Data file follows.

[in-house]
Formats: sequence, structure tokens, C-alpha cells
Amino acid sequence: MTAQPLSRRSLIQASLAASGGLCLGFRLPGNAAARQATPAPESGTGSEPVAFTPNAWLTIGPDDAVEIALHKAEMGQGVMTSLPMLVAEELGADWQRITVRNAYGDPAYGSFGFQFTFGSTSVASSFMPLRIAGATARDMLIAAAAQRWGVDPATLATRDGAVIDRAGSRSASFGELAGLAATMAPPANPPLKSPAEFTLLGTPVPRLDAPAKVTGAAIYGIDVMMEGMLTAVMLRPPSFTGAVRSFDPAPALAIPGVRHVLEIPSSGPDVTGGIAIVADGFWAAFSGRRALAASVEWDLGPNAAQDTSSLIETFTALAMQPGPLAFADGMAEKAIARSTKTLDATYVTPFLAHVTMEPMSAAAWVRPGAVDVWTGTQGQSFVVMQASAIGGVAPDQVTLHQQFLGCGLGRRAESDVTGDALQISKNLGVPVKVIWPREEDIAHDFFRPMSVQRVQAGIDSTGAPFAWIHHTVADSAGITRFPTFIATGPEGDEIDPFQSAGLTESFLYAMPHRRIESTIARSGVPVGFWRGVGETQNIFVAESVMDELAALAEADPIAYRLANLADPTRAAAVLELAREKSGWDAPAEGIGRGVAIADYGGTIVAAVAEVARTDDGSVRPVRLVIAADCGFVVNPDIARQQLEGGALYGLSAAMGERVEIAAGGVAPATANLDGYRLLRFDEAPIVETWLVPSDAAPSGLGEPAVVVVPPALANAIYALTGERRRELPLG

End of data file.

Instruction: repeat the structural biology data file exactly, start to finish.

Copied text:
[in-house]
Formats: sequence, structure tokens, C-alpha cells
Amino acid sequence: MTAQPLSRRSLIQASLAASGGLCLGFRLPGNAAARQATPAPESGTGSEPVAFTPNAWLTIGPDDAVEIALHKAEMGQGVMTSLPMLVAEELGADWQRITVRNAYGDPAYGSFGFQFTFGSTSVASSFMPLRIAGATARDMLIAAAAQRWGVDPATLATRDGAVIDRAGSRSASFGELAGLAATMAPPANPPLKSPAEFTLLGTPVPRLDAPAKVTGAAIYGIDVMMEGMLTAVMLRPPSFTGAVRSFDPAPALAIPGVRHVLEIPSSGPDVTGGIAIVADGFWAAFSGRRALAASVEWDLGPNAAQDTSSLIETFTALAMQPGPLAFADGMAEKAIARSTKTLDATYVTPFLAHVTMEPMSAAAWVRPGAVDVWTGTQGQSFVVMQASAIGGVAPDQVTLHQQFLGCGLGRRAESDVTGDALQISKNLGVPVKVIWPREEDIAHDFFRPMSVQRVQAGIDSTGAPFAWIHHTVADSAGITRFPTFIATGPEGDEIDPFQSAGLTESFLYAMPHRRIESTIARSGVPVGFWRGVGETQNIFVAESVMDELAALAEADPIAYRLANLADPTRAAAVLELAREKSGWDAPAEGIGRGVAIADYGGTIVAAVAEVARTDDGSVRPVRLVIAADCGFVVNPDIARQQLEGGALYGLSAAMGERVEIAAGGVAPATANLDGYRLLRFDEAPIVETWLVPSDAAPSGLGEPAVVVVPPALANAIYALTGERRRELPLG